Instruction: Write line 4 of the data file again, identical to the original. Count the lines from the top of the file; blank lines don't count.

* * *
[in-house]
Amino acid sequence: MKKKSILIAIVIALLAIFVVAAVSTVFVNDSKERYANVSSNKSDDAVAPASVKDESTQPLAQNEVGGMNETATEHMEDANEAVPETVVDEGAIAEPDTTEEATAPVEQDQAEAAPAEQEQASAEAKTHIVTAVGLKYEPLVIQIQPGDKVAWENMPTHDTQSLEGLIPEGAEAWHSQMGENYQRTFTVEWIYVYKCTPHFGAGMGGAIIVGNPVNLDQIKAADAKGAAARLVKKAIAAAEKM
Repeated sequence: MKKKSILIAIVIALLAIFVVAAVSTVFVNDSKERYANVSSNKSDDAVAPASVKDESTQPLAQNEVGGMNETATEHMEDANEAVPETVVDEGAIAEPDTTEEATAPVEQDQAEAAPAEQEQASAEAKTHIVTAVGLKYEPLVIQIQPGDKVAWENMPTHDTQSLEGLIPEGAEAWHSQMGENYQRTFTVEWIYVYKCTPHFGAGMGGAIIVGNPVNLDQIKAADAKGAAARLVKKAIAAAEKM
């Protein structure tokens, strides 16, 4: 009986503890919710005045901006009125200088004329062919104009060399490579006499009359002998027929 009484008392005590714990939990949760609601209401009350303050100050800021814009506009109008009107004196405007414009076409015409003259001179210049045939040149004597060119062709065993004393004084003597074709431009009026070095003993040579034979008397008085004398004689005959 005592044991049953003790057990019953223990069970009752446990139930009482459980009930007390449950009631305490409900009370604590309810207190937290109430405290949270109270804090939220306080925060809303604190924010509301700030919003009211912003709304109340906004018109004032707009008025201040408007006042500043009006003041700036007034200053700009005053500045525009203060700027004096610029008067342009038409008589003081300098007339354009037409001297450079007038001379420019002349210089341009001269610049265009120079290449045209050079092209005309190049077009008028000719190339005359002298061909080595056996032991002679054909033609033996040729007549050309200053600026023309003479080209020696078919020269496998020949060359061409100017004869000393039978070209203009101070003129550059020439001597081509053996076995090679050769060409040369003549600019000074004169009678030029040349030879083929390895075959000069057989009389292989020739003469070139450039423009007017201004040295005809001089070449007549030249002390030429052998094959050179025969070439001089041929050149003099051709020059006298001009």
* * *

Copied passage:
């Protein structure tokens, strides 16, 4: 009986503890919710005045901006009125200088004329062919104009060399490579006499009359002998027929 009484008392005590714990939990949760609601209401009350303050100050800021814009506009109008009107004196405007414009076409015409003259001179210049045939040149004597060119062709065993004393004084003597074709431009009026070095003993040579034979008397008085004398004689005959 005592044991049953003790057990019953223990069970009752446990139930009482459980009930007390449950009631305490409900009370604590309810207190937290109430405290949270109270804090939220306080925060809303604190924010509301700030919003009211912003709304109340906004018109004032707009008025201040408007006042500043009006003041700036007034200053700009005053500045525009203060700027004096610029008067342009038409008589003081300098007339354009037409001297450079007038001379420019002349210089341009001269610049265009120079290449045209050079092209005309190049077009008028000719190339005359002298061909080595056996032991002679054909033609033996040729007549050309200053600026023309003479080209020696078919020269496998020949060359061409100017004869000393039978070209203009101070003129550059020439001597081509053996076995090679050769060409040369003549600019000074004169009678030029040349030879083929390895075959000069057989009389292989020739003469070139450039423009007017201004040295005809001089070449007549030249002390030429052998094959050179025969070439001089041929050149003099051709020059006298001009």